May 13, 2004
As you read this, I will be moving all of my stuff out of the dorm room I've been living in since last September. This is something I have done in years past, but I'm going to go out on a limb and say that it will not be a fun experience. For some reason, the worst parts of my personality come out whenever I am moving into or out of a dorm.
For testimony regarding this, you can ask my mom, although she won't be involved in this year's move-out (smart move on her part!). For some reason, when I am in the middle of packing and moving boxes from one place to another, every single little thing that could possibly annoy me annoys me, and not just a little. It builds throughout the day, to the point that my dad asking me where I want a box to be put will end up with my yelling at him or something equally as ridiculous.
But I can't help it. God love my parents, they know what they're in for heading into this every year. The good thing for my dad is that it is infinitely worse on move-in day, because at that point I have an entire year of school ahead of me. Right now, after move-out day, all I have ahead of me is about four months of watching baseball with my dog.
All of which is my little way of saying that, if you show up here Monday and there is nothing new for you to read, it is most likely because my father murdered me today. If this does happen, I urge authorities not to prosecute, as he will almost certainly be within his rights to beat me to death with whatever blunt object he can find after taking my abuse for however long he can take it before snapping today.
In the meantime, some baseball-related notes...
It has been an amazingly up and (mostly) down year for my man Johan Santana, but he turned in a beauty of start yesterday afternoon.
IP H R ER BB SO HR PIT
7 6 0 0 2 5 0 94
Before you get too excited, you have to remember that the Mariners can't hit. Aside from that, it was a wonderful thing to see. He gave up six hits in seven innings, but all of them were singles. He only walked two, struck out five and, perhaps most importantly, did not give up a homer. He also made it through seven full innings with just 94 pitches, while throwing 66% strikes.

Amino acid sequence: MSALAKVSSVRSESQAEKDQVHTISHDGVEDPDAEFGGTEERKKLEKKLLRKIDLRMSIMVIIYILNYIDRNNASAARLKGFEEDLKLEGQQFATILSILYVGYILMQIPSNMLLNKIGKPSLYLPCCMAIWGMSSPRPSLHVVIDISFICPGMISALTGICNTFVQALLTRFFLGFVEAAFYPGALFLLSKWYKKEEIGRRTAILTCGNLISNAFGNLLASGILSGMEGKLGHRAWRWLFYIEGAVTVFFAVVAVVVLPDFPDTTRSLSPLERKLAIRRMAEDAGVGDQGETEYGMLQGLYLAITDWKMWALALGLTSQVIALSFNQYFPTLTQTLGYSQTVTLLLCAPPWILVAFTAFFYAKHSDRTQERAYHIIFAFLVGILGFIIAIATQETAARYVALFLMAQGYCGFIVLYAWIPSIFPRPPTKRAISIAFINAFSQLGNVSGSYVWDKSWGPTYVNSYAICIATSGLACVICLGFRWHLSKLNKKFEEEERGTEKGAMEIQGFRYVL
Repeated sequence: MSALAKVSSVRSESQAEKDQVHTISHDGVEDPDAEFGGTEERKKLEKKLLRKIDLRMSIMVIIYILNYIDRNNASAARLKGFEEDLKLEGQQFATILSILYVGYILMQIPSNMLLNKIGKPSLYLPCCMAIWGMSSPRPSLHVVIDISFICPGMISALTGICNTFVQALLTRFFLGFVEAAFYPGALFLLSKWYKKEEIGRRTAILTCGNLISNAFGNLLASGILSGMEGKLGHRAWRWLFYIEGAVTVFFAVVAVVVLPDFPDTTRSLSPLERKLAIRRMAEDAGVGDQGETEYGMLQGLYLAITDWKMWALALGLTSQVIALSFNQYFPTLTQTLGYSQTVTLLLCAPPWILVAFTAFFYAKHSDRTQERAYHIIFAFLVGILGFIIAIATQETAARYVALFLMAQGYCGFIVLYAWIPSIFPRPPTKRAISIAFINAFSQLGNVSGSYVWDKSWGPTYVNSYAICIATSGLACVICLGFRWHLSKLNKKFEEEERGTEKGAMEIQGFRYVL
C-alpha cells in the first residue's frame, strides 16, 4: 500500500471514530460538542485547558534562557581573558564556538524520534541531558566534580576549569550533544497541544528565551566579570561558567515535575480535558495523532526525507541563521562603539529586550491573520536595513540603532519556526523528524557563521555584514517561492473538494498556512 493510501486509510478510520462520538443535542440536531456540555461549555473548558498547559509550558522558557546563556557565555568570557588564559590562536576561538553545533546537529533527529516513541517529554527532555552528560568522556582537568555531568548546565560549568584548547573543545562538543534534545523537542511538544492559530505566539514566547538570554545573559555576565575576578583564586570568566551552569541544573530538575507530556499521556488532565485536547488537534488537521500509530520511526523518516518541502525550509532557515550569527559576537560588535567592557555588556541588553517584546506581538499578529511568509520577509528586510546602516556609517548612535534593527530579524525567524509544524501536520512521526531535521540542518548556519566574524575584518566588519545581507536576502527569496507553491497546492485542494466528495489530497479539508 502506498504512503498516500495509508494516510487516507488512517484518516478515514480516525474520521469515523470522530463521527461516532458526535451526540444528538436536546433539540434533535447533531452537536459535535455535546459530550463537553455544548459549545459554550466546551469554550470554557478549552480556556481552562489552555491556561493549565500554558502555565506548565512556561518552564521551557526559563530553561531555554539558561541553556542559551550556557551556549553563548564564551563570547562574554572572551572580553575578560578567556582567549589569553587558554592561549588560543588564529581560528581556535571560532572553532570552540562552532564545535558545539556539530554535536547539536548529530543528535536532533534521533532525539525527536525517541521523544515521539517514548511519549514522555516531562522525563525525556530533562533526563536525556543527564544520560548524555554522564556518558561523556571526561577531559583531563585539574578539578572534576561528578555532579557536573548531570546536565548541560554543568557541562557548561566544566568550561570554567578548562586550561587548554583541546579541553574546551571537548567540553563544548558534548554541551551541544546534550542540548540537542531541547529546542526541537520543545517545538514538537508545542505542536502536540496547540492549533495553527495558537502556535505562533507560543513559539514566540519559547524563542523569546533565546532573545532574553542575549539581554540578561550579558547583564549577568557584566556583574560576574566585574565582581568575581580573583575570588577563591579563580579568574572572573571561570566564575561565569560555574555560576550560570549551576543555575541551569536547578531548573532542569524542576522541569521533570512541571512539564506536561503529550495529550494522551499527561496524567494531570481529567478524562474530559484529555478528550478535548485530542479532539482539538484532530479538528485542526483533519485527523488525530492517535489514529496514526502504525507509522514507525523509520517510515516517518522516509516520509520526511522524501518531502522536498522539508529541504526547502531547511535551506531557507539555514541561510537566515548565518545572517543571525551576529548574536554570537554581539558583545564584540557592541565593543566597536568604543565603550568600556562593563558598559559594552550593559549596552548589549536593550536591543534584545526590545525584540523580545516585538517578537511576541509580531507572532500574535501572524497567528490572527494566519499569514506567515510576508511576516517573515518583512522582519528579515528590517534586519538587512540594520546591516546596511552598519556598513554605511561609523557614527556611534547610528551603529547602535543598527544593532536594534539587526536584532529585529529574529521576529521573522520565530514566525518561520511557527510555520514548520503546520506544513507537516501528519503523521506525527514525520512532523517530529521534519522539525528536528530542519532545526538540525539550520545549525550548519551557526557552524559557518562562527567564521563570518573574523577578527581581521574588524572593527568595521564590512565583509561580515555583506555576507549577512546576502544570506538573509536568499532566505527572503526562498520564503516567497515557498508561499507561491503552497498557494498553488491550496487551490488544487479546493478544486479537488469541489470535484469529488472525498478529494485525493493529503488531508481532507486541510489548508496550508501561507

Santana has been wildly inconsistent and mostly sub par this year, but the funny thing is that his numbers right now aren't bad. The ERA is at 4.47, which is a little high, but not so high that a few more good starts won't get it into the 3.00s. And his record, thanks to run support and bullpen support, is 2-0. He's unbeaten!
Santana is still not quite right in my opinion, but he's closer than he was at the start of this year. I have put aside visions of him going 18-6 with a 3.10 ERA and 220 strikeouts for now, and I would be happy with some consistency for the rest of the season, along with him just staying healthy.
If you remember back to the start of the year, I wrote about the fact that, in Santana's first 2-3 starts, he was inducing a ton of ground balls, which was never his style. I suggested that this showed that something was wrong with him, or at least not right, as his style and pitch assortment is one that causes extreme flyballs.
Well, Santana is now back to getting everything in the air. Check out his totals after those first three starts:
GS IP ERA W L SO BB HR GB FB G/F
5 31.0 3.48 2 0 30 10 4 28 35 0.80
Not bad, huh? Not all of those starts were good ones and I still don't think Santana has quite been himself during that span, but the numbers are sure nice to look at. In his first three starts, he had more than two groundballs for every flyball, whereas now he has 25% more flyballs than groundballs.
Along with Santana's good pitching lately, the Twins have actually gotten some offense from their shortstop, Cristian Guzman. Guzman is one half of the "Keystone Chasm", along with Luis Rivas. My personal nickname for Guzman, depending on if he's playing well or playing like he normally does, is either "Lesser of Two Evils" or "Crissy." Both work well.